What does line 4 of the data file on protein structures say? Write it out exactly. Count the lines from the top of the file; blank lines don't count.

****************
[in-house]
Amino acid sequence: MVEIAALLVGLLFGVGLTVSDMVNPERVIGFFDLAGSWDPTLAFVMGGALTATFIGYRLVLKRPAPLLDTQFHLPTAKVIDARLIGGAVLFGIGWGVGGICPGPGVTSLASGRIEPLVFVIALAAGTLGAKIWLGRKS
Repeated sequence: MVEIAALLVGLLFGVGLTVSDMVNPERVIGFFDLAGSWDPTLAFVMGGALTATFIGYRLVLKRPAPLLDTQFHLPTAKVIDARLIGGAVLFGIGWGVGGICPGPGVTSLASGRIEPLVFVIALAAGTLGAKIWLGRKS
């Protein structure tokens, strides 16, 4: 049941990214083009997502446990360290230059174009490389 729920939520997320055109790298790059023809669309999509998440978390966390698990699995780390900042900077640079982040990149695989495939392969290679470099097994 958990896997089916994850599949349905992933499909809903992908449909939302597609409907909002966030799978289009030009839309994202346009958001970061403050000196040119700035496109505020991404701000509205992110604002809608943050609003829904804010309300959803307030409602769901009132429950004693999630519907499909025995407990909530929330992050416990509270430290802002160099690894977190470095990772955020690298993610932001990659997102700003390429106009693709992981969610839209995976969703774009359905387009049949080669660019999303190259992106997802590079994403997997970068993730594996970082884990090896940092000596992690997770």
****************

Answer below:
């Protein structure tokens, strides 16, 4: 049941990214083009997502446990360290230059174009490389 729920939520997320055109790298790059023809669309999509998440978390966390698990699995780390900042900077640079982040990149695989495939392969290679470099097994 958990896997089916994850599949349905992933499909809903992908449909939302597609409907909002966030799978289009030009839309994202346009958001970061403050000196040119700035496109505020991404701000509205992110604002809608943050609003829904804010309300959803307030409602769901009132429950004693999630519907499909025995407990909530929330992050416990509270430290802002160099690894977190470095990772955020690298993610932001990659997102700003390429106009693709992981969610839209995976969703774009359905387009049949080669660019999303190259992106997802590079994403997997970068993730594996970082884990090896940092000596992690997770």